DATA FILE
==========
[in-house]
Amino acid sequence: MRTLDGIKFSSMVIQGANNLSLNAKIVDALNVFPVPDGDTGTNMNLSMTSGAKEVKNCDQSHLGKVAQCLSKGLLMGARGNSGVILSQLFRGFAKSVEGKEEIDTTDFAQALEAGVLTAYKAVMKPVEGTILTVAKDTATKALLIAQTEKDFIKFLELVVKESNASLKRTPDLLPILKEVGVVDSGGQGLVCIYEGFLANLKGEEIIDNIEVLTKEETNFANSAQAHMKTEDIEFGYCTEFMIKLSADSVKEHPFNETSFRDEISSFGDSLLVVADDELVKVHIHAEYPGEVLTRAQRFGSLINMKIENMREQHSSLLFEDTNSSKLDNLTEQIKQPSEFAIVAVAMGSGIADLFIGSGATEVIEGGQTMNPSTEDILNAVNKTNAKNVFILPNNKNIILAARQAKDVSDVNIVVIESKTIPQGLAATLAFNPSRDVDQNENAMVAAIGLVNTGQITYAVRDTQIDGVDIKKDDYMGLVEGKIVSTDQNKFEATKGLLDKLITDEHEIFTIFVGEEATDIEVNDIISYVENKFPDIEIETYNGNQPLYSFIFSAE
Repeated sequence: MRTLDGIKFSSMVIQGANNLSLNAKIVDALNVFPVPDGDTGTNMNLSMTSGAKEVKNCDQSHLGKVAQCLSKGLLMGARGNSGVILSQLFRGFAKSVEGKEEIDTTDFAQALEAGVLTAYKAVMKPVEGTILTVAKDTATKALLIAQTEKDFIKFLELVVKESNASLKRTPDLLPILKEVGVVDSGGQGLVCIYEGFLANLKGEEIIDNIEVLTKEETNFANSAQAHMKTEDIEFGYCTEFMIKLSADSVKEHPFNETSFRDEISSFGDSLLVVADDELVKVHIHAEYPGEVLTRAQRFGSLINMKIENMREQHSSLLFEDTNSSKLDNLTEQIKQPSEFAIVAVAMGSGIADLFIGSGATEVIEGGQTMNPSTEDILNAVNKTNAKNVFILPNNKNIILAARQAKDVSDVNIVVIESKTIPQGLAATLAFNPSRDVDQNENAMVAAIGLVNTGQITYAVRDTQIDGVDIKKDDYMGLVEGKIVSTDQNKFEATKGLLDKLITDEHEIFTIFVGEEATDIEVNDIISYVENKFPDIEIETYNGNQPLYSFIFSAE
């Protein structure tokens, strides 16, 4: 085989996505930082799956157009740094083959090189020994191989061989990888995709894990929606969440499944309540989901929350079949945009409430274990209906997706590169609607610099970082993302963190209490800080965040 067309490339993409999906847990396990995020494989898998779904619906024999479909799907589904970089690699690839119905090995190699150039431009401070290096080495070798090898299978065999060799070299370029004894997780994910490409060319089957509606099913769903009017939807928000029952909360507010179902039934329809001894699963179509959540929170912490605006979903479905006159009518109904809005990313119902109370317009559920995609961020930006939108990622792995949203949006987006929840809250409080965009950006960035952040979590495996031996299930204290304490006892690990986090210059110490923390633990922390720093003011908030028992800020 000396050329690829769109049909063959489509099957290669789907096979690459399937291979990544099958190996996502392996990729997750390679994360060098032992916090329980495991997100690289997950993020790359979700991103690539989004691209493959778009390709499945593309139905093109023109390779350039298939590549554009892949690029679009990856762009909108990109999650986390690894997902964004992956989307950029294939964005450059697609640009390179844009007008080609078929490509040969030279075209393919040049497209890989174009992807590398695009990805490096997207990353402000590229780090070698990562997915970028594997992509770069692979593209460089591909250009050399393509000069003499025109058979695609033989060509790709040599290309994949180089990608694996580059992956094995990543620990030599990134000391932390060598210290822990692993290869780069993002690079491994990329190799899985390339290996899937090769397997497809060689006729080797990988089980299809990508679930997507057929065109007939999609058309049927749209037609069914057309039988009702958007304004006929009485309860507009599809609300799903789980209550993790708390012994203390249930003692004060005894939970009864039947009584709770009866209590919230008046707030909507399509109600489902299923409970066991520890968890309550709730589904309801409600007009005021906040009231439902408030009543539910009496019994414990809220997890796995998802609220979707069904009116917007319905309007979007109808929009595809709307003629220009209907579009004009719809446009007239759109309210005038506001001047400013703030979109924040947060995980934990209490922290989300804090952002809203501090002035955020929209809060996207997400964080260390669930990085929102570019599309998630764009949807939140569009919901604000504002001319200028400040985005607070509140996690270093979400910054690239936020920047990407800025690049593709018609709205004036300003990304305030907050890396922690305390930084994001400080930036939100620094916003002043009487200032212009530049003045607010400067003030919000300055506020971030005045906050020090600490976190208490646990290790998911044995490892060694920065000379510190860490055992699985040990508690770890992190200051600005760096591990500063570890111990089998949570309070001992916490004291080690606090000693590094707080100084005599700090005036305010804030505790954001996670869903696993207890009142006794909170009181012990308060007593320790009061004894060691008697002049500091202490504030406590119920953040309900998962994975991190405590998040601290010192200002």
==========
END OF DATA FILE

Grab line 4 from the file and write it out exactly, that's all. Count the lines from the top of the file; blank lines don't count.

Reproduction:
């Protein structure tokens, strides 16, 4: 085989996505930082799956157009740094083959090189020994191989061989990888995709894990929606969440499944309540989901929350079949945009409430274990209906997706590169609607610099970082993302963190209490800080965040 067309490339993409999906847990396990995020494989898998779904619906024999479909799907589904970089690699690839119905090995190699150039431009401070290096080495070798090898299978065999060799070299370029004894997780994910490409060319089957509606099913769903009017939807928000029952909360507010179902039934329809001894699963179509959540929170912490605006979903479905006159009518109904809005990313119902109370317009559920995609961020930006939108990622792995949203949006987006929840809250409080965009950006960035952040979590495996031996299930204290304490006892690990986090210059110490923390633990922390720093003011908030028992800020 000396050329690829769109049909063959489509099957290669789907096979690459399937291979990544099958190996996502392996990729997750390679994360060098032992916090329980495991997100690289997950993020790359979700991103690539989004691209493959778009390709499945593309139905093109023109390779350039298939590549554009892949690029679009990856762009909108990109999650986390690894997902964004992956989307950029294939964005450059697609640009390179844009007008080609078929490509040969030279075209393919040049497209890989174009992807590398695009990805490096997207990353402000590229780090070698990562997915970028594997992509770069692979593209460089591909250009050399393509000069003499025109058979695609033989060509790709040599290309994949180089990608694996580059992956094995990543620990030599990134000391932390060598210290822990692993290869780069993002690079491994990329190799899985390339290996899937090769397997497809060689006729080797990988089980299809990508679930997507057929065109007939999609058309049927749209037609069914057309039988009702958007304004006929009485309860507009599809609300799903789980209550993790708390012994203390249930003692004060005894939970009864039947009584709770009866209590919230008046707030909507399509109600489902299923409970066991520890968890309550709730589904309801409600007009005021906040009231439902408030009543539910009496019994414990809220997890796995998802609220979707069904009116917007319905309007979007109808929009595809709307003629220009209907579009004009719809446009007239759109309210005038506001001047400013703030979109924040947060995980934990209490922290989300804090952002809203501090002035955020929209809060996207997400964080260390669930990085929102570019599309998630764009949807939140569009919901604000504002001319200028400040985005607070509140996690270093979400910054690239936020920047990407800025690049593709018609709205004036300003990304305030907050890396922690305390930084994001400080930036939100620094916003002043009487200032212009530049003045607010400067003030919000300055506020971030005045906050020090600490976190208490646990290790998911044995490892060694920065000379510190860490055992699985040990508690770890992190200051600005760096591990500063570890111990089998949570309070001992916490004291080690606090000693590094707080100084005599700090005036305010804030505790954001996670869903696993207890009142006794909170009181012990308060007593320790009061004894060691008697002049500091202490504030406590119920953040309900998962994975991190405590998040601290010192200002």